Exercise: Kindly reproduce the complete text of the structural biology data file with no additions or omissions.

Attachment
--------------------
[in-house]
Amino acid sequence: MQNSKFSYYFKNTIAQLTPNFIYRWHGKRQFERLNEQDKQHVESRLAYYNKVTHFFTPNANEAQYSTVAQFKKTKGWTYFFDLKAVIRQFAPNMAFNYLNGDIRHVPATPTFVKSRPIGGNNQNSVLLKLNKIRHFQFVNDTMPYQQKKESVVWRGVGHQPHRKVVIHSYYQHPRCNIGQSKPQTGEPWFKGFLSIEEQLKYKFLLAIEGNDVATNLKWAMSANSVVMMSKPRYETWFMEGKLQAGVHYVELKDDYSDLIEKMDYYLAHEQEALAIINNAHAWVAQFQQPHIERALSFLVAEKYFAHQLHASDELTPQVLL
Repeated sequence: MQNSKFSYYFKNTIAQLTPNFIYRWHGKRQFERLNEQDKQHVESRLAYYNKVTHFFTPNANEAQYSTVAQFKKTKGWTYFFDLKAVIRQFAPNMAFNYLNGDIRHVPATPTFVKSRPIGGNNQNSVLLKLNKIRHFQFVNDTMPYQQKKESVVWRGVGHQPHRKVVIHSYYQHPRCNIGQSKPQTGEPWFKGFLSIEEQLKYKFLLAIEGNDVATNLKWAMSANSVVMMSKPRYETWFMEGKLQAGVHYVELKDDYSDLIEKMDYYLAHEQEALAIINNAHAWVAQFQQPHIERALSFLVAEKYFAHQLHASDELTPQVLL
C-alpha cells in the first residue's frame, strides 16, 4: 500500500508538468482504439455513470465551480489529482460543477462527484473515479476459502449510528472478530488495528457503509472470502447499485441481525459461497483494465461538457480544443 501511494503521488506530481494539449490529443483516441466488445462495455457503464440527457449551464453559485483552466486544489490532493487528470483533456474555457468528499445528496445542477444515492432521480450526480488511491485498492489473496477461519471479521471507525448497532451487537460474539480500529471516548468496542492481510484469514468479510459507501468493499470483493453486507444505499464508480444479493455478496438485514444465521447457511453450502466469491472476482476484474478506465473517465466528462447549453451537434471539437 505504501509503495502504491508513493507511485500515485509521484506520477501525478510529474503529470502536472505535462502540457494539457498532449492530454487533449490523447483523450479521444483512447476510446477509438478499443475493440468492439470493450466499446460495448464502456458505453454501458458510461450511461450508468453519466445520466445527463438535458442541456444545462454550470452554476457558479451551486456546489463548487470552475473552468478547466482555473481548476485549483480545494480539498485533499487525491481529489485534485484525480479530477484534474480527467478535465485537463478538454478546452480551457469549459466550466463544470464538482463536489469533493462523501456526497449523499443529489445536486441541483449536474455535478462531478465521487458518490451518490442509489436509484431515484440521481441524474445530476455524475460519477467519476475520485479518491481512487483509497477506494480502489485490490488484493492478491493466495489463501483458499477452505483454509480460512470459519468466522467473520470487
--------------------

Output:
[in-house]
Amino acid sequence: MQNSKFSYYFKNTIAQLTPNFIYRWHGKRQFERLNEQDKQHVESRLAYYNKVTHFFTPNANEAQYSTVAQFKKTKGWTYFFDLKAVIRQFAPNMAFNYLNGDIRHVPATPTFVKSRPIGGNNQNSVLLKLNKIRHFQFVNDTMPYQQKKESVVWRGVGHQPHRKVVIHSYYQHPRCNIGQSKPQTGEPWFKGFLSIEEQLKYKFLLAIEGNDVATNLKWAMSANSVVMMSKPRYETWFMEGKLQAGVHYVELKDDYSDLIEKMDYYLAHEQEALAIINNAHAWVAQFQQPHIERALSFLVAEKYFAHQLHASDELTPQVLL
Repeated sequence: MQNSKFSYYFKNTIAQLTPNFIYRWHGKRQFERLNEQDKQHVESRLAYYNKVTHFFTPNANEAQYSTVAQFKKTKGWTYFFDLKAVIRQFAPNMAFNYLNGDIRHVPATPTFVKSRPIGGNNQNSVLLKLNKIRHFQFVNDTMPYQQKKESVVWRGVGHQPHRKVVIHSYYQHPRCNIGQSKPQTGEPWFKGFLSIEEQLKYKFLLAIEGNDVATNLKWAMSANSVVMMSKPRYETWFMEGKLQAGVHYVELKDDYSDLIEKMDYYLAHEQEALAIINNAHAWVAQFQQPHIERALSFLVAEKYFAHQLHASDELTPQVLL
C-alpha cells in the first residue's frame, strides 16, 4: 500500500508538468482504439455513470465551480489529482460543477462527484473515479476459502449510528472478530488495528457503509472470502447499485441481525459461497483494465461538457480544443 501511494503521488506530481494539449490529443483516441466488445462495455457503464440527457449551464453559485483552466486544489490532493487528470483533456474555457468528499445528496445542477444515492432521480450526480488511491485498492489473496477461519471479521471507525448497532451487537460474539480500529471516548468496542492481510484469514468479510459507501468493499470483493453486507444505499464508480444479493455478496438485514444465521447457511453450502466469491472476482476484474478506465473517465466528462447549453451537434471539437 505504501509503495502504491508513493507511485500515485509521484506520477501525478510529474503529470502536472505535462502540457494539457498532449492530454487533449490523447483523450479521444483512447476510446477509438478499443475493440468492439470493450466499446460495448464502456458505453454501458458510461450511461450508468453519466445520466445527463438535458442541456444545462454550470452554476457558479451551486456546489463548487470552475473552468478547466482555473481548476485549483480545494480539498485533499487525491481529489485534485484525480479530477484534474480527467478535465485537463478538454478546452480551457469549459466550466463544470464538482463536489469533493462523501456526497449523499443529489445536486441541483449536474455535478462531478465521487458518490451518490442509489436509484431515484440521481441524474445530476455524475460519477467519476475520485479518491481512487483509497477506494480502489485490490488484493492478491493466495489463501483458499477452505483454509480460512470459519468466522467473520470487